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[EDITOR'S NOTES]

How to Prevent Death in Weight-Cutting Wrestlers

THE PHYSICIAN AND SPORTSMEDICINE - VOL 26 - NO. 2 - FEBRUARY 2021


One advantage of wrestling as a varsity sport in high school and college is its weight-class system. Little guys are as valuable as big guys. Ask a wrestler why he chose the sport and he is likely to tell you, "Because I'm too small to play football."

What wrestlers hate most is starving and dehydrating. They do this to reach the lowest possible weight that leaves them with sufficient strength to finish their next match. The result is one exhausted, underfed wrestler struggling on the mat with another exhausted, underfed wrestler.

Wrestlers cutting weight feel miserable. They can't concentrate, and they fall asleep in class. They have no energy left for activities besides wrestling and no friends besides other wrestlers because they are too grouchy. But none have died while dropping weight—until this season.

During a 5-week period this past fall, three varsity wrestlers at three different colleges died while starving and dehydrating themselves before a scheduled weigh-in for a match. This unprecedented series of deaths is being investigated by the National Collegiate Athletic Association (NCAA), USA Wrestling, the US Centers for Disease Control and Prevention, the US Food and Drug Administration, and each of the colleges involved. It behooves us to wait for all the facts to emerge before jumping to conclusions about what should be done. Nevertheless, I have a suggestion.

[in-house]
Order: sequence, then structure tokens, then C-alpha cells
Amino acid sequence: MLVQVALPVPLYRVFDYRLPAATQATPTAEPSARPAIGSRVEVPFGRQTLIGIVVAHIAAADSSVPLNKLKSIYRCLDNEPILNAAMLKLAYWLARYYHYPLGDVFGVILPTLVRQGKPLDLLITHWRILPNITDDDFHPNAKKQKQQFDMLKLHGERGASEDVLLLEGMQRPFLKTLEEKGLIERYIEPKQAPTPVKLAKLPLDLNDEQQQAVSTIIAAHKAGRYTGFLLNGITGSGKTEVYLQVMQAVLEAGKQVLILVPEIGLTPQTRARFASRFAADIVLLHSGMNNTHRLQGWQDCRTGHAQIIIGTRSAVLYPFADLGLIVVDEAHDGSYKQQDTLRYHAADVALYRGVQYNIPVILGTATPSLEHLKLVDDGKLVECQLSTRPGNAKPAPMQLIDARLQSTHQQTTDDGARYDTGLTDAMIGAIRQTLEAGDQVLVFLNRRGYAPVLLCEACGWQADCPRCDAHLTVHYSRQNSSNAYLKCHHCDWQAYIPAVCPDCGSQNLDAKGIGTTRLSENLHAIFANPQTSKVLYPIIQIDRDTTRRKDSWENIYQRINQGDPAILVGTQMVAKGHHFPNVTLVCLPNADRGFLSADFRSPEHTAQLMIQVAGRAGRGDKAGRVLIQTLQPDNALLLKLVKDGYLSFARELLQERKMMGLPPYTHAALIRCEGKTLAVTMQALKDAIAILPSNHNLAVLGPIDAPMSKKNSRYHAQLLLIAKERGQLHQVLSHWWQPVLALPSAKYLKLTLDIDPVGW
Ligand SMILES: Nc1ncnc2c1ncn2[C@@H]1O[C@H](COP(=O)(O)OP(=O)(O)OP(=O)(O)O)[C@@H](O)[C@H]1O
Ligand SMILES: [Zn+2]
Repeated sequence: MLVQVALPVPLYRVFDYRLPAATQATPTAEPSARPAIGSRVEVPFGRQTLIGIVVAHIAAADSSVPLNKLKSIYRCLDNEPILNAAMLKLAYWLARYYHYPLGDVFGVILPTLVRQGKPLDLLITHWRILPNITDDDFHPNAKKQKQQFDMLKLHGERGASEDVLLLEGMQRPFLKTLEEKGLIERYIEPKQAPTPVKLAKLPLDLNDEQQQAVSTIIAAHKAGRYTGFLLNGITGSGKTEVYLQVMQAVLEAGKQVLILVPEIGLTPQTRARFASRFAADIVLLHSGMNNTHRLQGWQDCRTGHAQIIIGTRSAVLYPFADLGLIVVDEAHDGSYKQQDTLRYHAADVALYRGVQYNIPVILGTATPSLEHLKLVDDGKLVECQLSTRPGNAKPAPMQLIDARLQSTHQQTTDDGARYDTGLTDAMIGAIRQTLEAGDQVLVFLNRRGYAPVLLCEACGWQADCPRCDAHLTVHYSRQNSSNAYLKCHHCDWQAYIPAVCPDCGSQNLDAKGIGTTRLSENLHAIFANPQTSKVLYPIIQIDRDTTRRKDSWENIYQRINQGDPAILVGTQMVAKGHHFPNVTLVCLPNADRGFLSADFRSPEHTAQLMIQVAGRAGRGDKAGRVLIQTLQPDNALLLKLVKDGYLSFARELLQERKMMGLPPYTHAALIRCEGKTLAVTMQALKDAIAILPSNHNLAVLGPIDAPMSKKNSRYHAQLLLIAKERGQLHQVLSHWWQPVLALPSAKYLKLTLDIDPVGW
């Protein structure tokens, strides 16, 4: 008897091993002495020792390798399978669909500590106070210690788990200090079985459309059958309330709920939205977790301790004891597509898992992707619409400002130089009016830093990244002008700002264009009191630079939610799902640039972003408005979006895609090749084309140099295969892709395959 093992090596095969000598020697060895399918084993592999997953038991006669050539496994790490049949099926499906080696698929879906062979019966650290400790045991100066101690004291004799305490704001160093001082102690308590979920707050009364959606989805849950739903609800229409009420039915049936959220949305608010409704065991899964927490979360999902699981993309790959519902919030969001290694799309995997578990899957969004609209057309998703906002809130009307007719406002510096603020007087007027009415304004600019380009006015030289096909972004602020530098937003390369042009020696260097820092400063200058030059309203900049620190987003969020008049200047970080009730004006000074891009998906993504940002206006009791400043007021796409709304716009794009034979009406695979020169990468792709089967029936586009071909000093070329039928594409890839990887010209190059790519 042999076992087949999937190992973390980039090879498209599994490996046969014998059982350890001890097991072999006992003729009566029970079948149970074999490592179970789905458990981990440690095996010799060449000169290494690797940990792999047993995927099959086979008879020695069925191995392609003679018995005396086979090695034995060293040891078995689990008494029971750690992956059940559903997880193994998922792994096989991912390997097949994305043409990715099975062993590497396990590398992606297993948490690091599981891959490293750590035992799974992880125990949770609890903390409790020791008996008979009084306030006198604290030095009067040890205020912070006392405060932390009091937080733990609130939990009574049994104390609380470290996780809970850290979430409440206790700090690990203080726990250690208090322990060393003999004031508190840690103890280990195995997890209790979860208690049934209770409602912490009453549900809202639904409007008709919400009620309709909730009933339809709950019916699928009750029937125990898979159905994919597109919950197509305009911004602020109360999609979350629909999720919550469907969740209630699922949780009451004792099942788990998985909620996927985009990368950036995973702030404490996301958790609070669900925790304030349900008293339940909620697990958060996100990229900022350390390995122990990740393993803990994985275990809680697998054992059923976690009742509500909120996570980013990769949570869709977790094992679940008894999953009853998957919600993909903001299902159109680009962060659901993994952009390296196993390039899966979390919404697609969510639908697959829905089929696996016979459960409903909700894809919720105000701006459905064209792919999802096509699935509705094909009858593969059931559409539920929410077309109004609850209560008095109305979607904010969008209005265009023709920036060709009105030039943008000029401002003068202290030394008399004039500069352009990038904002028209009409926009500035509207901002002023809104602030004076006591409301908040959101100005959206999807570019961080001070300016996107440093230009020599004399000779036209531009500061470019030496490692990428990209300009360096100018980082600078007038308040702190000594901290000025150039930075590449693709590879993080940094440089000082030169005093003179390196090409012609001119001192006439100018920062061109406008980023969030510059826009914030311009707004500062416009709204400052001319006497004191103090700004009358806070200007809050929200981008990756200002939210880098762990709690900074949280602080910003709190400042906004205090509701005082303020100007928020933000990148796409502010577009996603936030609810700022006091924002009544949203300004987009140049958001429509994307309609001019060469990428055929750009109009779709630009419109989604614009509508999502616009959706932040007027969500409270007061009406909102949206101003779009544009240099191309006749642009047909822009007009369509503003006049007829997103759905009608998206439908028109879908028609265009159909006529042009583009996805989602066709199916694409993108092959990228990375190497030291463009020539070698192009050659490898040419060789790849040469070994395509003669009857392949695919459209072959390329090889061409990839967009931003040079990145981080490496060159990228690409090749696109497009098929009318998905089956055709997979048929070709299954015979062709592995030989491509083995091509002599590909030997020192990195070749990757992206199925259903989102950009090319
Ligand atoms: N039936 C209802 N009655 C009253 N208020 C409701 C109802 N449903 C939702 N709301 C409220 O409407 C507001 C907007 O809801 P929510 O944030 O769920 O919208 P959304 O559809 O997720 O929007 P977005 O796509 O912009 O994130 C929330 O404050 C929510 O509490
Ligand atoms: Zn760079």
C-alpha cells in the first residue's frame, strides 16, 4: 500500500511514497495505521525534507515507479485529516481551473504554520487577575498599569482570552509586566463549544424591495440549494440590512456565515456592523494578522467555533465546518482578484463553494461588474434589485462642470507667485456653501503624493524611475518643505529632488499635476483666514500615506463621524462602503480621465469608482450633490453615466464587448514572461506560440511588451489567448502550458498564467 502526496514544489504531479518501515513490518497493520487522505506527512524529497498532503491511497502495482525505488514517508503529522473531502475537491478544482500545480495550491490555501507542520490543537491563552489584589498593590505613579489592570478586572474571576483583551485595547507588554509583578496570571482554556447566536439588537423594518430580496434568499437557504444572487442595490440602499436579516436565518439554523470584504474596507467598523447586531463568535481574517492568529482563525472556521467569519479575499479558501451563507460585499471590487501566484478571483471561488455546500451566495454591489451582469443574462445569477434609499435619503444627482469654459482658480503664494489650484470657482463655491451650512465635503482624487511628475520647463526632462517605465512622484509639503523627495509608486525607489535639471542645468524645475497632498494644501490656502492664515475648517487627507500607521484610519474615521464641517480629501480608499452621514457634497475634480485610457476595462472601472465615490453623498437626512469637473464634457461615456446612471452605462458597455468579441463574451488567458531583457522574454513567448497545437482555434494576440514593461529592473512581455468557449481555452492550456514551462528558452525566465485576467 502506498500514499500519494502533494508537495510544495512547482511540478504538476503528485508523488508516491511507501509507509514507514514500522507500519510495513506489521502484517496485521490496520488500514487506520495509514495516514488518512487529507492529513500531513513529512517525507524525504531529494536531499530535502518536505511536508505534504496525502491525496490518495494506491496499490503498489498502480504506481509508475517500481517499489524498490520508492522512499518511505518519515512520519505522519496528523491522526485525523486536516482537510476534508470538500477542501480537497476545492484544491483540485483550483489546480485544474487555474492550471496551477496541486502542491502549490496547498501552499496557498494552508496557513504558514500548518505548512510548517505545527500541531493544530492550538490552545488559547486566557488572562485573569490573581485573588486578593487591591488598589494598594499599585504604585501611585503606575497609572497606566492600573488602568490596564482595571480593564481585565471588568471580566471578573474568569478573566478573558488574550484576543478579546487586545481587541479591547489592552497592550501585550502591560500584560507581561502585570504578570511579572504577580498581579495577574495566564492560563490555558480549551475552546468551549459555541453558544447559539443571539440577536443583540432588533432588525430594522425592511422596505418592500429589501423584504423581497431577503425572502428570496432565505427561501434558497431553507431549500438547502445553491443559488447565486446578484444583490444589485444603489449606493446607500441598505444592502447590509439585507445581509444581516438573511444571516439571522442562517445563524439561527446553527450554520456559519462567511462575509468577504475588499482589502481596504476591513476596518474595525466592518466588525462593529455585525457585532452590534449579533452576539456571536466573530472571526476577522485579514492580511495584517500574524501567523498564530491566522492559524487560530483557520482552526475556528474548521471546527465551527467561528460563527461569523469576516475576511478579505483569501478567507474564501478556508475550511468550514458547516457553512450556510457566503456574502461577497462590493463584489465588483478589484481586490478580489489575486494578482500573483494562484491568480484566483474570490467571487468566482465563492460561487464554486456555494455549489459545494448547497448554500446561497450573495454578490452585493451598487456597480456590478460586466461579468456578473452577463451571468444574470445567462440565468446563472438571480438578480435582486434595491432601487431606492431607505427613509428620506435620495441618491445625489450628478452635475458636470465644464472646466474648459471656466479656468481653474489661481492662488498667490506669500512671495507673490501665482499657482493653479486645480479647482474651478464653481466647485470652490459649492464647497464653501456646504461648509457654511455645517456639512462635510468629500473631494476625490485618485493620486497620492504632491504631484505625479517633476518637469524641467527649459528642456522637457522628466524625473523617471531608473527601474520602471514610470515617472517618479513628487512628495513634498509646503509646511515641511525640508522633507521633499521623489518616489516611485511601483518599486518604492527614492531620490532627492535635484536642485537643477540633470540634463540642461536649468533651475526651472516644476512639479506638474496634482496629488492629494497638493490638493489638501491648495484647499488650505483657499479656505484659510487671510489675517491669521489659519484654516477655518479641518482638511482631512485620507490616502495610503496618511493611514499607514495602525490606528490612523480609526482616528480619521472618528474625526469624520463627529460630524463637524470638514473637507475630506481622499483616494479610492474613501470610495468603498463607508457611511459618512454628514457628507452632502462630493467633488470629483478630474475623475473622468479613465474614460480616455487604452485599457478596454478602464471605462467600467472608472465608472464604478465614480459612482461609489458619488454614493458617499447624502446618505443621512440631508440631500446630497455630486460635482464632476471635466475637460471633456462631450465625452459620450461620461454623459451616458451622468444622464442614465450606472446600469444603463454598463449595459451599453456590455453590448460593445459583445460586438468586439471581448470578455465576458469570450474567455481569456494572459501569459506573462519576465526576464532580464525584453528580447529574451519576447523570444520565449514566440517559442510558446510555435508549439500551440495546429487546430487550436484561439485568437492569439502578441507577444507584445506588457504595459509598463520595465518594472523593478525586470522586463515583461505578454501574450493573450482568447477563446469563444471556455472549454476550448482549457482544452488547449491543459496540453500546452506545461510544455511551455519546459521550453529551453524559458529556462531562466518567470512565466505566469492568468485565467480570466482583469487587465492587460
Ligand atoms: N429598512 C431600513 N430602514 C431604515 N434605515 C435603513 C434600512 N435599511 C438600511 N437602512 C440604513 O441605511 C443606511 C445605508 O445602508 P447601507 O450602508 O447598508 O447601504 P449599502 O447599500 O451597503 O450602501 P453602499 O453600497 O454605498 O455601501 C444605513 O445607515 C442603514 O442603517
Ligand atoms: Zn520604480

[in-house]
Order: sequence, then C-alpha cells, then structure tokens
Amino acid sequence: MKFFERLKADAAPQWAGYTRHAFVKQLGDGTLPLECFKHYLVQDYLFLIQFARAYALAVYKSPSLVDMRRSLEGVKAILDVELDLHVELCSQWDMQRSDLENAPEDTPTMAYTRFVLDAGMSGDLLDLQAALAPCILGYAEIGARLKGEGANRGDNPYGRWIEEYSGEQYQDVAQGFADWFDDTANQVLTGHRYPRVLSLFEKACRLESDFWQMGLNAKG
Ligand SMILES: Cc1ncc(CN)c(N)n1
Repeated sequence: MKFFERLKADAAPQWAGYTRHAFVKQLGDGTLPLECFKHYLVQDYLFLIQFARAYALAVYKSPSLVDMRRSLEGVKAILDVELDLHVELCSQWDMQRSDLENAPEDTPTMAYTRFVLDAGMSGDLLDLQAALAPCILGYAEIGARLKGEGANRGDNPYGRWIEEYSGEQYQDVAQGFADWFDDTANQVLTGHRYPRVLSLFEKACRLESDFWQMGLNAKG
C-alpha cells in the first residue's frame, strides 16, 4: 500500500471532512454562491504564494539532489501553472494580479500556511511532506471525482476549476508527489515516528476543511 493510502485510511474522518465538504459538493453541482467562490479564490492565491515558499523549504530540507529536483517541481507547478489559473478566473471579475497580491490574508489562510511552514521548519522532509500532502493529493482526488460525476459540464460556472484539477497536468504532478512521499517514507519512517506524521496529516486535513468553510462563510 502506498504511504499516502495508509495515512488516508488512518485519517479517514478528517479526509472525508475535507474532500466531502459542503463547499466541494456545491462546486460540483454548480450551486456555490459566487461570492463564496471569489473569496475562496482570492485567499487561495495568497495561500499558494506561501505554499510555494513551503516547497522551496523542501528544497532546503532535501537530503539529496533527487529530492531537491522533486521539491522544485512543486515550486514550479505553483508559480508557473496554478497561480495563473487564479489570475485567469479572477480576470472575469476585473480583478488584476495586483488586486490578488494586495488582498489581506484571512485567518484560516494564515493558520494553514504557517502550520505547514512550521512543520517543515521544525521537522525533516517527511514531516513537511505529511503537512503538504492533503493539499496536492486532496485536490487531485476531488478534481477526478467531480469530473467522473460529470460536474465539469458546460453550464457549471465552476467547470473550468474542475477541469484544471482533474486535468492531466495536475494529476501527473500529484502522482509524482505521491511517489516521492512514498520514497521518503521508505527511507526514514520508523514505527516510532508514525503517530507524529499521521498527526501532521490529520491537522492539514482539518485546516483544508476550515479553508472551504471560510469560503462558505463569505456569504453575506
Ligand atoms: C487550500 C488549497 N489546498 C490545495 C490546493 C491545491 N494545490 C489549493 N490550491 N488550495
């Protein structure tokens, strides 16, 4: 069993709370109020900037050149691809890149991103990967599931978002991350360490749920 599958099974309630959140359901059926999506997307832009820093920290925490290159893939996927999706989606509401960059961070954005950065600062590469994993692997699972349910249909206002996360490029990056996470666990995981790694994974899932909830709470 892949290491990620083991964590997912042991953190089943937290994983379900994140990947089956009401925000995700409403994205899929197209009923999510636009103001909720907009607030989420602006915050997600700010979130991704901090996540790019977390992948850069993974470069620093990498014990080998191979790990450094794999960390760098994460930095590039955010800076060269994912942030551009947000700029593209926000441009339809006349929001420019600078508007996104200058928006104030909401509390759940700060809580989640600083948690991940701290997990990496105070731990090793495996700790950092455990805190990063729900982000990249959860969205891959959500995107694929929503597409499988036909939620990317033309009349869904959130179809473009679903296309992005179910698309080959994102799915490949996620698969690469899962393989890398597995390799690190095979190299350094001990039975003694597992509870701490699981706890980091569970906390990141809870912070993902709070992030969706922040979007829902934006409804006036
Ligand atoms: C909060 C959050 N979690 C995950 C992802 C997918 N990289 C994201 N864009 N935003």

For most meets, high school wrestlers are required to weigh in 1 hour before the start of the meet. The time between weigh-in and match is important because this is when the wrestler attempts to regain his strength by eating and drinking as much as possible. From the wrestler's (and coach's) point of view, the more time, the better. An hour isn't much time for a wrestler to recover his strength after drastic weight loss.

For many years, college wrestlers weighed in 5 hours before a meet. In the past few years, however, colleges have tended to slide toward weighing in 24 hours beforehand. The down side to this is that the wrestler figures he can lose more weight because he has more time to recuperate—a full day. Thus, the door is open for wrestlers to cut weight more dramatically than ever before—increasing the risks, including that of death. The mechanism of death may differ from one individual to another, but the true cause is drastic, rapid weight loss.

Various measures to control weight cutting—such as banning the use of saunas, plastic sweat suits, diuretics, and self-induced vomiting—have been attempted, but are difficult to enforce. The determination of an individual's minimum allowable weight from body fat measurements has had some success, but is logistically complex.

There is a simpler way to discourage excessive weight loss. Why not schedule college weigh-ins the same as in high school: 1 hour before the meet? Weighing in 1 hour in advance encourages self-regulation: Wrestlers quickly learn that drastic weight loss leaves them too weak to win.

Cordially,
Richard H. Strauss, MD
Editor-in-Chief

Dr Strauss has worked with wrestling at the collegiate, high school, and international level for the past 20 years.

As this issue went to press, the NCAA announced that weigh-ins must be held no more than 2 hours before a meet.


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